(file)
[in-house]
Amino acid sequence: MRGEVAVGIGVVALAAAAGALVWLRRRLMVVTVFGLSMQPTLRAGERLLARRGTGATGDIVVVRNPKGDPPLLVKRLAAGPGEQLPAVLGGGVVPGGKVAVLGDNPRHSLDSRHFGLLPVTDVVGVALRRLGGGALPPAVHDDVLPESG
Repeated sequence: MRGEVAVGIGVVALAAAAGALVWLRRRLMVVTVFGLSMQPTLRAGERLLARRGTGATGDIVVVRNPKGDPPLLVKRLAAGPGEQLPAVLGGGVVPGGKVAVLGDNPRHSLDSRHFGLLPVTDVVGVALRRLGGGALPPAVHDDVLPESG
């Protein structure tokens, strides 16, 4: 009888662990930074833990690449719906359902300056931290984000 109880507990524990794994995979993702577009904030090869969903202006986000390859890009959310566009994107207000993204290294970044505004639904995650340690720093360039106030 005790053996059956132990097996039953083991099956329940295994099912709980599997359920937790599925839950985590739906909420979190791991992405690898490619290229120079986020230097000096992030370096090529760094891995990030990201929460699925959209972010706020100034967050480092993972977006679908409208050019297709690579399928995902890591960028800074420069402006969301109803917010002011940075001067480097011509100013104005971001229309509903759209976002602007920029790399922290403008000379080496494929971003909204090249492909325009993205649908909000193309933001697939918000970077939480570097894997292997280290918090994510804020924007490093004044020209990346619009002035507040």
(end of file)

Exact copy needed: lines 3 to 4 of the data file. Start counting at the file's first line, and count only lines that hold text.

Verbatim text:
Repeated sequence: MRGEVAVGIGVVALAAAAGALVWLRRRLMVVTVFGLSMQPTLRAGERLLARRGTGATGDIVVVRNPKGDPPLLVKRLAAGPGEQLPAVLGGGVVPGGKVAVLGDNPRHSLDSRHFGLLPVTDVVGVALRRLGGGALPPAVHDDVLPESG
């Protein structure tokens, strides 16, 4: 009888662990930074833990690449719906359902300056931290984000 109880507990524990794994995979993702577009904030090869969903202006986000390859890009959310566009994107207000993204290294970044505004639904995650340690720093360039106030 005790053996059956132990097996039953083991099956329940295994099912709980599997359920937790599925839950985590739906909420979190791991992405690898490619290229120079986020230097000096992030370096090529760094891995990030990201929460699925959209972010706020100034967050480092993972977006679908409208050019297709690579399928995902890591960028800074420069402006969301109803917010002011940075001067480097011509100013104005971001229309509903759209976002602007920029790399922290403008000379080496494929971003909204090249492909325009993205649908909000193309933001697939918000970077939480570097894997292997280290918090994510804020924007490093004044020209990346619009002035507040």